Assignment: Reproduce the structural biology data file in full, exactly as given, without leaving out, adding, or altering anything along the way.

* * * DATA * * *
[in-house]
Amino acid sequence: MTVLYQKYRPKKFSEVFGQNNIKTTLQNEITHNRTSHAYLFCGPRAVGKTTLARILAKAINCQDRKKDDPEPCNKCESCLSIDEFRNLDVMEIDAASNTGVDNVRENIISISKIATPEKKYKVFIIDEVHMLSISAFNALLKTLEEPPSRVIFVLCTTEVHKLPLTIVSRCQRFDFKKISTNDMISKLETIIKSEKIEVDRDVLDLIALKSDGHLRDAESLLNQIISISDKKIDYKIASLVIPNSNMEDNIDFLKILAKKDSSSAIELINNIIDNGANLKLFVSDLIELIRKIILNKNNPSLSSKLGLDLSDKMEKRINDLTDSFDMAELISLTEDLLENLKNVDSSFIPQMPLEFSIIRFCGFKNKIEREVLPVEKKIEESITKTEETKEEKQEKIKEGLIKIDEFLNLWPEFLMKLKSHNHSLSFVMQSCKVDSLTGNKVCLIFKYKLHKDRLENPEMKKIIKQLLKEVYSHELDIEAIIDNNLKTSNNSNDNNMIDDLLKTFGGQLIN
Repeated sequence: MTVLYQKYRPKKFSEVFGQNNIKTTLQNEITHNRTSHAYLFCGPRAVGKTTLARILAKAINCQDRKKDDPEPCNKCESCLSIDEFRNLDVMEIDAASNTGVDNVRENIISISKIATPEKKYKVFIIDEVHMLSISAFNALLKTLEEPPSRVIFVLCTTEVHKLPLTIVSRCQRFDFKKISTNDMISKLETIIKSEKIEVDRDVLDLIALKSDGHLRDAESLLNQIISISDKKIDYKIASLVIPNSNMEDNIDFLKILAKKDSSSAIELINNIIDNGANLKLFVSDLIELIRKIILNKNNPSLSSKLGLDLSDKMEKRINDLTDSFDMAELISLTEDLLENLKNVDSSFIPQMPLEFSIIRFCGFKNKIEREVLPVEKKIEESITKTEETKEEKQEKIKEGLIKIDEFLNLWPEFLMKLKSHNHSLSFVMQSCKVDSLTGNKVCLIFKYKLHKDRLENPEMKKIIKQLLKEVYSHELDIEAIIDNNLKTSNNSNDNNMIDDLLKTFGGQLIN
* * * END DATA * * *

[in-house]
Amino acid sequence: MTVLYQKYRPKKFSEVFGQNNIKTTLQNEITHNRTSHAYLFCGPRAVGKTTLARILAKAINCQDRKKDDPEPCNKCESCLSIDEFRNLDVMEIDAASNTGVDNVRENIISISKIATPEKKYKVFIIDEVHMLSISAFNALLKTLEEPPSRVIFVLCTTEVHKLPLTIVSRCQRFDFKKISTNDMISKLETIIKSEKIEVDRDVLDLIALKSDGHLRDAESLLNQIISISDKKIDYKIASLVIPNSNMEDNIDFLKILAKKDSSSAIELINNIIDNGANLKLFVSDLIELIRKIILNKNNPSLSSKLGLDLSDKMEKRINDLTDSFDMAELISLTEDLLENLKNVDSSFIPQMPLEFSIIRFCGFKNKIEREVLPVEKKIEESITKTEETKEEKQEKIKEGLIKIDEFLNLWPEFLMKLKSHNHSLSFVMQSCKVDSLTGNKVCLIFKYKLHKDRLENPEMKKIIKQLLKEVYSHELDIEAIIDNNLKTSNNSNDNNMIDDLLKTFGGQLIN
Repeated sequence: MTVLYQKYRPKKFSEVFGQNNIKTTLQNEITHNRTSHAYLFCGPRAVGKTTLARILAKAINCQDRKKDDPEPCNKCESCLSIDEFRNLDVMEIDAASNTGVDNVRENIISISKIATPEKKYKVFIIDEVHMLSISAFNALLKTLEEPPSRVIFVLCTTEVHKLPLTIVSRCQRFDFKKISTNDMISKLETIIKSEKIEVDRDVLDLIALKSDGHLRDAESLLNQIISISDKKIDYKIASLVIPNSNMEDNIDFLKILAKKDSSSAIELINNIIDNGANLKLFVSDLIELIRKIILNKNNPSLSSKLGLDLSDKMEKRINDLTDSFDMAELISLTEDLLENLKNVDSSFIPQMPLEFSIIRFCGFKNKIEREVLPVEKKIEESITKTEETKEEKQEKIKEGLIKIDEFLNLWPEFLMKLKSHNHSLSFVMQSCKVDSLTGNKVCLIFKYKLHKDRLENPEMKKIIKQLLKEVYSHELDIEAIIDNNLKTSNNSNDNNMIDDLLKTFGGQLIN